Management of Chlamydia Cases in Australia (MoCCA)
Chlamydia trachomatis (‘chlamydia’) is the most commonly diagnosed bacterial sexually transmitted infection (STI) worldwide and can have serious complications - 17% of cases will lead to pelvic inflammatory disease (PID) equating to over 30,000 cases per year in Australia. The risk of PID increases up to 4 fold in women who become reinfected, with very high reinfection rates among women in Australia (22% per year); this highlights the importance of strategies to prevent reinfection. Chlamydia can also lead to ectopic pregnancy and tubal factor infertility.
In Australia, general practice is a critical sector for chlamydia control because over 80% of chlamydia cases are diagnosed in this setting. The Australian Chlamydia Control Effectiveness Pilot was the first trial to show that increasing chlamydia screening in general practice will not reduce the burden of chlamydia in the population and identified considerable gaps in chlamydia case management to prevent reinfection. In response to these findings, there is now considerable ongoing discussion internationally that chlamydia control policy must prioritise case management through effective partner notification to prevent reinfection, timely re-testing after treatment to detect re-infection earlier and improved detection of PID.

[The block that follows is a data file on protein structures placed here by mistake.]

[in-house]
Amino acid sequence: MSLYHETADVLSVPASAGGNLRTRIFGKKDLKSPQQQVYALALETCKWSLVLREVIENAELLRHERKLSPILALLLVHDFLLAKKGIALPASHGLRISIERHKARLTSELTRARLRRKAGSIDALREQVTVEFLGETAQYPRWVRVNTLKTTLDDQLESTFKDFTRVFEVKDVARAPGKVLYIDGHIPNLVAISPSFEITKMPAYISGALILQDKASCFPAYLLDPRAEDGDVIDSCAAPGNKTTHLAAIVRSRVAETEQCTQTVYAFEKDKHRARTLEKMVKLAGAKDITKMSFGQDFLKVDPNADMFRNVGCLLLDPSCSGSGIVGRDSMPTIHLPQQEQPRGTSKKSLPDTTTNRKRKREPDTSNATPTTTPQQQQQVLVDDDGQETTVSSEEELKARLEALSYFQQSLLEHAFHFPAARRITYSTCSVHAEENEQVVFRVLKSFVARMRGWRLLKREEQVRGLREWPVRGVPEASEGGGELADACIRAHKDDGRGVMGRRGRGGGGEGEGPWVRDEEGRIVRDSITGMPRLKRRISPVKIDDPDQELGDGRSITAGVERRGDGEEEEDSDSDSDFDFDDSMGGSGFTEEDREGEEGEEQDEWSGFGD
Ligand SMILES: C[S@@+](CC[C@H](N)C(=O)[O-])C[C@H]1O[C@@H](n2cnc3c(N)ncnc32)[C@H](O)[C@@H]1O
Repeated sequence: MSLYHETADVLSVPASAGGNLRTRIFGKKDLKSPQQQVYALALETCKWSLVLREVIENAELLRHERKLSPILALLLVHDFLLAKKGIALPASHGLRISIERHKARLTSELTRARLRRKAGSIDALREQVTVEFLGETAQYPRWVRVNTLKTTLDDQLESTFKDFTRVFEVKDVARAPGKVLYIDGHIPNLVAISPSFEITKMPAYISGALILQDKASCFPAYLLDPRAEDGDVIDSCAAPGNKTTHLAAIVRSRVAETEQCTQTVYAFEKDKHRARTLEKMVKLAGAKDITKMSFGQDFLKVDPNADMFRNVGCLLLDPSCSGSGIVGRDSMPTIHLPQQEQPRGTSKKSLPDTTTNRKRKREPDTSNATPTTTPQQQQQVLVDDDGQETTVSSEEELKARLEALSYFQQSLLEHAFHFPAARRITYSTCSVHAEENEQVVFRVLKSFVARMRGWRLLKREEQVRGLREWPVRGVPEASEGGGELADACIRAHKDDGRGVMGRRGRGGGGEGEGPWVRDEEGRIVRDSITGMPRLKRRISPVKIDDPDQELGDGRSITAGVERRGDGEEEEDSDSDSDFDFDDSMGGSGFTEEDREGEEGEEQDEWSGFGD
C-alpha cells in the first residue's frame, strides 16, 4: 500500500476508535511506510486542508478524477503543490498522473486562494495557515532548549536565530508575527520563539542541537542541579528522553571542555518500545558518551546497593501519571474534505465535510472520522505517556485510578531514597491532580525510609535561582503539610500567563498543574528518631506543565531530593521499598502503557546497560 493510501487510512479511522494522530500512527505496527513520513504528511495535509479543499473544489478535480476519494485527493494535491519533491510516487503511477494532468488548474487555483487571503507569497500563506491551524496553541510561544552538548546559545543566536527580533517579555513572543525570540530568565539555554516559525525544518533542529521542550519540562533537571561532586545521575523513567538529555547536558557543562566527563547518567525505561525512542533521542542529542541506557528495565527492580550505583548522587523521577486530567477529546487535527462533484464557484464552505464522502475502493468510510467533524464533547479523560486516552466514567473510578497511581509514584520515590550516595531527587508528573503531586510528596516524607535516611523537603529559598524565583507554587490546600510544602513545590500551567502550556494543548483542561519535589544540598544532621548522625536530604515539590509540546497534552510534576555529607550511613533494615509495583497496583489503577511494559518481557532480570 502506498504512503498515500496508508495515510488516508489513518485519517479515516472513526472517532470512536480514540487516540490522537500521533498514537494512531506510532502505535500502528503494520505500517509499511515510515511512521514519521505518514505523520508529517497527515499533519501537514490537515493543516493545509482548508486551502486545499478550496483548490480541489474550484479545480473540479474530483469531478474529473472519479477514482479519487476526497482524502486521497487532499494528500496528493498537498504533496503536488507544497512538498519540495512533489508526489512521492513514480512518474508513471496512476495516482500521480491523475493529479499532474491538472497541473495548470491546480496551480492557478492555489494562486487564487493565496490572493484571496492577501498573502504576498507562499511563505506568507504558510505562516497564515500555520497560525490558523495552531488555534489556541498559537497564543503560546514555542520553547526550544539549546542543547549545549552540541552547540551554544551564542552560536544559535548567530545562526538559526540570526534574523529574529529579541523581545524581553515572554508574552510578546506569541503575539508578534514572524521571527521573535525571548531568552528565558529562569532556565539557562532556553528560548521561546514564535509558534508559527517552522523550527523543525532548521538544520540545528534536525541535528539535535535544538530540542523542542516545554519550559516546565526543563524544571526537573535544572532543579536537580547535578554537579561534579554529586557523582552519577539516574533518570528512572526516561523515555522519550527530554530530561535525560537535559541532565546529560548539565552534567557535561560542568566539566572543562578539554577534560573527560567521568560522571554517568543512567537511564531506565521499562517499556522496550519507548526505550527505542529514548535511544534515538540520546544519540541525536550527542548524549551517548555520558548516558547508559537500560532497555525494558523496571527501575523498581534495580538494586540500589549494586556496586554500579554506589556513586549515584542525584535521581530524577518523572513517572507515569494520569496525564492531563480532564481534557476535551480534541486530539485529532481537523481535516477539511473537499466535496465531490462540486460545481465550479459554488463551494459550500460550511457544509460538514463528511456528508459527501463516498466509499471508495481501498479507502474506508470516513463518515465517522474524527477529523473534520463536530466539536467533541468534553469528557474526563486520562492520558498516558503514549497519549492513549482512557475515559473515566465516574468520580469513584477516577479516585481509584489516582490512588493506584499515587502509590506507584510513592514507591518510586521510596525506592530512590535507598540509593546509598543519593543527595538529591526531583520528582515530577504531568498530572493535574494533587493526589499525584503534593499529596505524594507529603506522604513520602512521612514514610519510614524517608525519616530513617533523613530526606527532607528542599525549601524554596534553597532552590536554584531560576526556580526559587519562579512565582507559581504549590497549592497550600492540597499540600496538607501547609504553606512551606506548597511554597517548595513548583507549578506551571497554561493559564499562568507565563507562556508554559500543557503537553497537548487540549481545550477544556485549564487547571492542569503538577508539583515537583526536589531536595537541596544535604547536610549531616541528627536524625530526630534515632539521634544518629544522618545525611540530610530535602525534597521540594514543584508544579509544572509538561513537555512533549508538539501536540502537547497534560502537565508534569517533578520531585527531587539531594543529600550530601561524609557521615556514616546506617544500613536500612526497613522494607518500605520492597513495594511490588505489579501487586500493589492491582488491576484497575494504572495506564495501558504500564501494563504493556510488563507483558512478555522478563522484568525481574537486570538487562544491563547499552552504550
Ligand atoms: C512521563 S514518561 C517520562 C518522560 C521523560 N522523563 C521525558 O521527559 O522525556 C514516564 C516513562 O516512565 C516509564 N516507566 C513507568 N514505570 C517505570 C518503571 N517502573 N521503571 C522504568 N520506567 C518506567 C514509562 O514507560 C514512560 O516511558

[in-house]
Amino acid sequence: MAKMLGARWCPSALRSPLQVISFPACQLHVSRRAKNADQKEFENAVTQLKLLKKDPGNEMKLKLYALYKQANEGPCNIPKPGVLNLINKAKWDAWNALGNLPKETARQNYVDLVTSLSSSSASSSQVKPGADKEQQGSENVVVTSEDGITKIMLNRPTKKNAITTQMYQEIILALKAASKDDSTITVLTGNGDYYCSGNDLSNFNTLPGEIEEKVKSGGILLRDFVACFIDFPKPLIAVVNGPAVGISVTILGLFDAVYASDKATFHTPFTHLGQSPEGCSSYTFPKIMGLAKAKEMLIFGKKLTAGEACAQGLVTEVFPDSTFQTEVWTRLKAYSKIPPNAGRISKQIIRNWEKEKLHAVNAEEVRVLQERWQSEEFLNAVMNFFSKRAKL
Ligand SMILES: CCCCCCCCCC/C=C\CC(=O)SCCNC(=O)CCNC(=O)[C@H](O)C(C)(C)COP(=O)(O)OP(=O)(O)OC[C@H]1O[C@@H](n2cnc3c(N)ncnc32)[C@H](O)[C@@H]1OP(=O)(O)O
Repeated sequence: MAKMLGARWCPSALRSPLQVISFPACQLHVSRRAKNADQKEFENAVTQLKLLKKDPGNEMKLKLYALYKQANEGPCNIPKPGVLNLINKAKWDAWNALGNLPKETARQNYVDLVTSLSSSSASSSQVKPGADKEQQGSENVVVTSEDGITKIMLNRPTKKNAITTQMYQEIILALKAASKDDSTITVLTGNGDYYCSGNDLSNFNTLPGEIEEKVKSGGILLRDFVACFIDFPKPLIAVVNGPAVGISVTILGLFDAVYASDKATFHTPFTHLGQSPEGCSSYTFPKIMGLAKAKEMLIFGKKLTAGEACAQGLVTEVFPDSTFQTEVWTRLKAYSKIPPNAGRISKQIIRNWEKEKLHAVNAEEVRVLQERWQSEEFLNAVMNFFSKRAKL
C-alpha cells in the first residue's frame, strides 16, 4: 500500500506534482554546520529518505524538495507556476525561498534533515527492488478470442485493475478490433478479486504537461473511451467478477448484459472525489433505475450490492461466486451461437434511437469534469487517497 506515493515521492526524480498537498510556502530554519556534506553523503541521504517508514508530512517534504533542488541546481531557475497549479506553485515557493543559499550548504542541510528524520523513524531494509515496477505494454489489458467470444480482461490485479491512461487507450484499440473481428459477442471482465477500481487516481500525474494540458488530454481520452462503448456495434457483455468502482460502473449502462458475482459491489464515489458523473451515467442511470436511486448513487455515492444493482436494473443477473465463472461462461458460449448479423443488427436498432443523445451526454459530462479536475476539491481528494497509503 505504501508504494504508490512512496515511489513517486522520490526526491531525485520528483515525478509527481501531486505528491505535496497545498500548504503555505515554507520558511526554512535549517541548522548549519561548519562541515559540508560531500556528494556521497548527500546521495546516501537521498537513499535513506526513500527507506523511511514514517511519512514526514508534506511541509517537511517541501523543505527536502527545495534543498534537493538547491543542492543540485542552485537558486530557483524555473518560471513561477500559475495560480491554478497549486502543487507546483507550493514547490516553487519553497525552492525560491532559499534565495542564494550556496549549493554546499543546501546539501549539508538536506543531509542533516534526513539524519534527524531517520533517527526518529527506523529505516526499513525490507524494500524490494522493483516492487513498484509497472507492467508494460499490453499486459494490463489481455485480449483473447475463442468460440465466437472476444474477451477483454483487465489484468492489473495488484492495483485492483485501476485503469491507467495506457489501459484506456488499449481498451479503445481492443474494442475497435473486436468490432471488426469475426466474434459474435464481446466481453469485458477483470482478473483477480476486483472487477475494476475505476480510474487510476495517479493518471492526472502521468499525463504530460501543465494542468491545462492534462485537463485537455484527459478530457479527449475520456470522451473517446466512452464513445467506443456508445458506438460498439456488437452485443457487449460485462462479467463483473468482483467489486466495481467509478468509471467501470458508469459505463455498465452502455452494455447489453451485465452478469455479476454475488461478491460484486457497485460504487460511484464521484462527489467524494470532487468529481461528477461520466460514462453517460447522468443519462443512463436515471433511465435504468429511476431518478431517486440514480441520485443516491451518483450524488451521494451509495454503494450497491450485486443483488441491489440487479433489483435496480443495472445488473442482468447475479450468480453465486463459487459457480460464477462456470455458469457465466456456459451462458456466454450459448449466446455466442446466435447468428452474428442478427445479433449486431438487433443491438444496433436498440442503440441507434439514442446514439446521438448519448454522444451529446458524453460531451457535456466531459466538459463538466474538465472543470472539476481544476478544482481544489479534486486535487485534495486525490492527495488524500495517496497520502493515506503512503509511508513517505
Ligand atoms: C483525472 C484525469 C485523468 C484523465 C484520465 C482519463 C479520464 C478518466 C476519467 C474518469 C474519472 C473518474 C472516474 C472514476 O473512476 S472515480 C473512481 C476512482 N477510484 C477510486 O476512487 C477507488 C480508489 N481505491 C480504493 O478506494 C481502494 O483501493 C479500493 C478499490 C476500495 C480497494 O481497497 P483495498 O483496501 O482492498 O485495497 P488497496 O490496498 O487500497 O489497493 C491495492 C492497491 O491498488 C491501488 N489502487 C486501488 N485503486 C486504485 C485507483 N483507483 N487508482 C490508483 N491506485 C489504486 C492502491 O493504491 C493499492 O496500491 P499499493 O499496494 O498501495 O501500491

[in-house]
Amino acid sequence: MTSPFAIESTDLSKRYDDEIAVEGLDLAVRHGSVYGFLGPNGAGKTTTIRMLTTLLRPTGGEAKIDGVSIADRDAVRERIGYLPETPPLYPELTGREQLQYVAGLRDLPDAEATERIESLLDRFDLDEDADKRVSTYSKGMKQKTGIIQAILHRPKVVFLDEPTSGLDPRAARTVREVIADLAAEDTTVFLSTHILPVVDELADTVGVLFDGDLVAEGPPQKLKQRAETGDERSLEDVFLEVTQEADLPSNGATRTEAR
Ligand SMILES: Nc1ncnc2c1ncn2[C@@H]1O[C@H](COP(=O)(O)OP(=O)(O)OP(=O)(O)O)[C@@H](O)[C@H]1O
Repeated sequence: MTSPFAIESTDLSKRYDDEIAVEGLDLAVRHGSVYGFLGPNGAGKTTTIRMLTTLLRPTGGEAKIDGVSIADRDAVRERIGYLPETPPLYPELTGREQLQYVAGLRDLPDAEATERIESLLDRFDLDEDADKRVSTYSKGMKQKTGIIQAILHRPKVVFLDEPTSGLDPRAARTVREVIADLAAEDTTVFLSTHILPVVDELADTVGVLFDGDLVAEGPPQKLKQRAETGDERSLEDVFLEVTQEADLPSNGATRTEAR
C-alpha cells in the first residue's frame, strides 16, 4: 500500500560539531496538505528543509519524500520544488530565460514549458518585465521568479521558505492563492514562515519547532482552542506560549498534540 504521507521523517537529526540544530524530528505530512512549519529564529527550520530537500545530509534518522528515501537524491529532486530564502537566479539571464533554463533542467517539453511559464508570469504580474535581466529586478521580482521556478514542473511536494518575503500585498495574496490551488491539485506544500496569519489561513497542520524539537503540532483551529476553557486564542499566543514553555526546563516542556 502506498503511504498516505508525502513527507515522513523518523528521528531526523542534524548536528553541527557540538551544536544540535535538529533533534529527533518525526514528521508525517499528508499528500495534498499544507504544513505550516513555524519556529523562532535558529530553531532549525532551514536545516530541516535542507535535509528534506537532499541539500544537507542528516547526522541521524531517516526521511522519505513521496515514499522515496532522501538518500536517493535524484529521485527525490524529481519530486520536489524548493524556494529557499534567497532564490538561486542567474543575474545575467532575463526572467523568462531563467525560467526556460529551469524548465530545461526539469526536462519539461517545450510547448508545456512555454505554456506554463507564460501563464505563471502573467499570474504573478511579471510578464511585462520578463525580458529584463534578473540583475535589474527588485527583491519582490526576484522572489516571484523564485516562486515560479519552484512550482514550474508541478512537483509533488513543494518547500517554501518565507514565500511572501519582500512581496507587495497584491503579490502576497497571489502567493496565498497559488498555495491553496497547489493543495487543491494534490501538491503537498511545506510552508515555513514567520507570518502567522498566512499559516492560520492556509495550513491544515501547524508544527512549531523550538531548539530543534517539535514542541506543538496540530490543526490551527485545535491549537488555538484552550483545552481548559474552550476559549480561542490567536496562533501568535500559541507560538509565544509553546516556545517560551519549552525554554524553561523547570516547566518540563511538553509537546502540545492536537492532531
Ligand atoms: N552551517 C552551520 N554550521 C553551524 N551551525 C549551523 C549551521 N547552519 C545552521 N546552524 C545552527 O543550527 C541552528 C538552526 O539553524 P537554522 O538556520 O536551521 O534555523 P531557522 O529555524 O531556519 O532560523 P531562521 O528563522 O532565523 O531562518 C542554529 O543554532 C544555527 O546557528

Australian researchers have been at the forefront of research to identify effective innovative interventions for partner notification, chlamydia retesting and PID management in sexual health/family planning clinics. What is needed now, is to translate these interventions into general practice where the majority of chlamydia infections are diagnosed and managed.
The aim of the project is to reduce the burden of chlamydia infection by scaling up an integrated model of chlamydia case management in general practice. The project objectives are, in Australian general practice, to:
- Develop and refine an integrated model of chlamydia case management for implementation.
- Evaluate the clinical uptake, impact and cost-effectiveness of the model.
- Develop an implementation plan for scaling up the model.
The project commenced in mid-2018 and is due for completion in 2023.
Professor Rebecca Guy (Kirby Institute)
Professor Christopher Fairley (Melbourne Sexual Health Centre)
A/Prof David Regan (Kirby Institute)
Prof Basil Donovan (Kirby Institute)
Dr Lara Roeske (RACGP)
A/Prof Marcus Chen (Melbourne Sexual Health Centre)
Prof Claudia Estcourt (Glasgow Caledonian University)
Dr David Hawkes (VCS Pathology)
Jacqueline Coombe, Research Officer
- New South Wales Ministry of Health
- Victorian Government Department of Health and Human Services
- Queensland Health
- North Western Melbourne Primary Health Network
- Central and Eastern Sydney Primary Health Network
- Family Planning Victoria
- Family Planning NSW
- True Relationships & Reproductive Health
- Victorian Cytology Service
- Sydney Sexual Health Centre
NHMRC Partnership Project (APP1150014)
This research project is available to PhD, Honours students to join as part of their thesis.
Please contact the Research Group Leader to discuss your options.
Faculty Research Themes
School Research Themes
For further information about this research, please contact the research group leader.
Department / Centre
Unit / Centre
MDHS Research library
Explore by researcher, school, project or topic.